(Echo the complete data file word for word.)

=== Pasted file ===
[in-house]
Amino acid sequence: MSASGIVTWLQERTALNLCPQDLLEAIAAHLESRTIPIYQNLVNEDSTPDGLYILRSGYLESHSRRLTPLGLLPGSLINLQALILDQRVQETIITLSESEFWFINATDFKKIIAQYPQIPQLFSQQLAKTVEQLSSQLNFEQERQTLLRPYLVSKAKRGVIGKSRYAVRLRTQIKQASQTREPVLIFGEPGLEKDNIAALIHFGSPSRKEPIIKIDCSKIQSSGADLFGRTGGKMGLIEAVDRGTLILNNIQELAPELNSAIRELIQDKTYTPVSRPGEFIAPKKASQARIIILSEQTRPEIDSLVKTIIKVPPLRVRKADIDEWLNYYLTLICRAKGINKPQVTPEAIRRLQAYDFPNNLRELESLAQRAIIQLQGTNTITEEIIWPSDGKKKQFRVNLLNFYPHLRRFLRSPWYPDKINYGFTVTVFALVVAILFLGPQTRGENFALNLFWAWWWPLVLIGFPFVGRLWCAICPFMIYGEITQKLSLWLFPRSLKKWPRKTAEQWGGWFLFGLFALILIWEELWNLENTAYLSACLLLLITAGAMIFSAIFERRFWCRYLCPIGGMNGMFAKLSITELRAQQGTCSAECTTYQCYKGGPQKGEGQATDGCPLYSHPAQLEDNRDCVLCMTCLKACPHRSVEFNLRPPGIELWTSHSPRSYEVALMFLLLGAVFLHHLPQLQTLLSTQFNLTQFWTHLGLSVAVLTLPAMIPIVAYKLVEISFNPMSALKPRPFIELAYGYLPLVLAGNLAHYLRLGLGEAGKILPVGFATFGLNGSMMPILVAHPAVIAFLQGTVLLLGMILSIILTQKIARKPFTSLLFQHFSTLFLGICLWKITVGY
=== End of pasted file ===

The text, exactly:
[in-house]
Amino acid sequence: MSASGIVTWLQERTALNLCPQDLLEAIAAHLESRTIPIYQNLVNEDSTPDGLYILRSGYLESHSRRLTPLGLLPGSLINLQALILDQRVQETIITLSESEFWFINATDFKKIIAQYPQIPQLFSQQLAKTVEQLSSQLNFEQERQTLLRPYLVSKAKRGVIGKSRYAVRLRTQIKQASQTREPVLIFGEPGLEKDNIAALIHFGSPSRKEPIIKIDCSKIQSSGADLFGRTGGKMGLIEAVDRGTLILNNIQELAPELNSAIRELIQDKTYTPVSRPGEFIAPKKASQARIIILSEQTRPEIDSLVKTIIKVPPLRVRKADIDEWLNYYLTLICRAKGINKPQVTPEAIRRLQAYDFPNNLRELESLAQRAIIQLQGTNTITEEIIWPSDGKKKQFRVNLLNFYPHLRRFLRSPWYPDKINYGFTVTVFALVVAILFLGPQTRGENFALNLFWAWWWPLVLIGFPFVGRLWCAICPFMIYGEITQKLSLWLFPRSLKKWPRKTAEQWGGWFLFGLFALILIWEELWNLENTAYLSACLLLLITAGAMIFSAIFERRFWCRYLCPIGGMNGMFAKLSITELRAQQGTCSAECTTYQCYKGGPQKGEGQATDGCPLYSHPAQLEDNRDCVLCMTCLKACPHRSVEFNLRPPGIELWTSHSPRSYEVALMFLLLGAVFLHHLPQLQTLLSTQFNLTQFWTHLGLSVAVLTLPAMIPIVAYKLVEISFNPMSALKPRPFIELAYGYLPLVLAGNLAHYLRLGLGEAGKILPVGFATFGLNGSMMPILVAHPAVIAFLQGTVLLLGMILSIILTQKIARKPFTSLLFQHFSTLFLGICLWKITVGY